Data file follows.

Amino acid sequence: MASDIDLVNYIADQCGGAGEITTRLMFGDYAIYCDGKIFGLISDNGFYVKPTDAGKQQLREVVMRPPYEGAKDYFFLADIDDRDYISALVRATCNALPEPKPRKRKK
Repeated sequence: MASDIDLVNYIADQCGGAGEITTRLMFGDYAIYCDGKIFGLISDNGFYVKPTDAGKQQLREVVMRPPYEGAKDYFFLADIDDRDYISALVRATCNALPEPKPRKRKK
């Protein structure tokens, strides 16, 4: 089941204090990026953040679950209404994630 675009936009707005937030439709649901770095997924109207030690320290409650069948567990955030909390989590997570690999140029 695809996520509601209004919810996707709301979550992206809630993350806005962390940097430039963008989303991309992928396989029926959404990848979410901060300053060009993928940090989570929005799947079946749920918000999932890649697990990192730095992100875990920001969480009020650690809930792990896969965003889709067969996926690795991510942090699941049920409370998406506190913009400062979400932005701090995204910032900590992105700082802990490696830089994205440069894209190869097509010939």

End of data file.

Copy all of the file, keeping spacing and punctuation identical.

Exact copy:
Amino acid sequence: MASDIDLVNYIADQCGGAGEITTRLMFGDYAIYCDGKIFGLISDNGFYVKPTDAGKQQLREVVMRPPYEGAKDYFFLADIDDRDYISALVRATCNALPEPKPRKRKK
Repeated sequence: MASDIDLVNYIADQCGGAGEITTRLMFGDYAIYCDGKIFGLISDNGFYVKPTDAGKQQLREVVMRPPYEGAKDYFFLADIDDRDYISALVRATCNALPEPKPRKRKK
């Protein structure tokens, strides 16, 4: 089941204090990026953040679950209404994630 675009936009707005937030439709649901770095997924109207030690320290409650069948567990955030909390989590997570690999140029 695809996520509601209004919810996707709301979550992206809630993350806005962390940097430039963008989303991309992928396989029926959404990848979410901060300053060009993928940090989570929005799947079946749920918000999932890649697990990192730095992100875990920001969480009020650690809930792990896969965003889709067969996926690795991510942090699941049920409370998406506190913009400062979400932005701090995204910032900590992105700082802990490696830089994205440069894209190869097509010939």